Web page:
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On Dec. 6, the Mail Tribune ran an Associated Press story, "Rate of births to teens rises for first time in 15 years." According to the CDC, teen births rose 3 percent from 2005 to 2006.

Corresponding to that time frame, in the last decade we have spent more than $1 billion on abstinence-only programs. Now we have another piece of evidence that illustrates abstinence-only education doesn't work.

Other recent studies have shown that abstinence-only programs don't reduce the number of teen pregnancies or sexually transmitted infections. Even worse, they deny teens medically accurate information about their own bodies and how to keep themselves safe and healthy.

We have a preventable public health problem in this country — at last count an estimated 750,000 American teens will become pregnant this year and nearly 4 million will contract a sexually transmitted infection.

Preventing unwanted pregnancies is an important part of helping young women to enhance their futures. Now, more than ever, we have mounting evidence that shows which methods work and which don't. I urge you to support comprehensive sex education in our schools and to request that your federal legislators cut funding to dangerous and costly abstinence-only programs. — Erin Wolford-Keller, Ashland

Let's assume that in his Nov. 30 letter, Allen Stewart made two valid points:

1. We invaded Iraq to "free up Iraq's oil for the Western world."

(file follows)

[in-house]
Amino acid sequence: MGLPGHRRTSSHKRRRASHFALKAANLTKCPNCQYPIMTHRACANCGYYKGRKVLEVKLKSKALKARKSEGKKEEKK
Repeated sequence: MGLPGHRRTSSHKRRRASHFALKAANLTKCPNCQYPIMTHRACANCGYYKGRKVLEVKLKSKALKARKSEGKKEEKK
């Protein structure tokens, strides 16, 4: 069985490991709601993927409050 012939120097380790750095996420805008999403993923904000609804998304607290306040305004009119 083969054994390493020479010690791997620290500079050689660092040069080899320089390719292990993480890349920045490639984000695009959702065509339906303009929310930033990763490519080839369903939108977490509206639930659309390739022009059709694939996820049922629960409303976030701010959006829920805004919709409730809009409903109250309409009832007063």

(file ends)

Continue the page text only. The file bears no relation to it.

2. We never should have attacked Saddam Hussein, "no matter how much we despised him or his way of running Iraq."

Would we need to invade for oil if the Democrats would let us drill for our own?

It's a safe bet that millions of Americans who agree with point No. 2 are still thumping their chests over the 2.7 million tons of bombs we dropped six decades ago, and the massive invasion we staged against you-know-who.

Such inconsistencies have actually created a consistency. It's up to you to figure out what it is. — Ron Smith, Medford

Hey, Portland! My family came to Oregon from Oklahoma in the 1930s to "follow the fruit" and I was picking beans in the Willamette Valley when I was 9 years old.

Schools would let out early or take up late in the year to allow kids to help with the harvest. We earned enough money during the summer to buy all of our school clothes for the coming school year and help with the family food and fuel budget in addition.

The only union representation we had was the common need and the realization that we didn't want to be bean pickers for the rest of our lives. The only "freebies" we got were from school teachers who were handing out free education to anyone who wanted it and school lunches.

Now, I want a street named after me, OK? Get it right. — Charley Watson, Medford

Merry Christmas to us, the Oregon taxpayers. Our state has once again generously compensated us for their inability to do math.

I was happy to receive the check, but surprised there wasn't a thank-you note for the no-interest loan. Where else can you generate that much extra revenue for the cost of a stamp?

I wouldn't be so cynical if it wasn't for the fact that three months after filing my state taxes and including a very generous check to the powers that be, I received a bill for not having enough taxes deducted from my paycheck. Based upon the size of my kicker check it is obvious I really didn't overpay.

What do you think the odds are of getting a refund on my penalty? Better yet, where do I send my bill for the interest due on what was overpaid? — Dave Rucker, Medford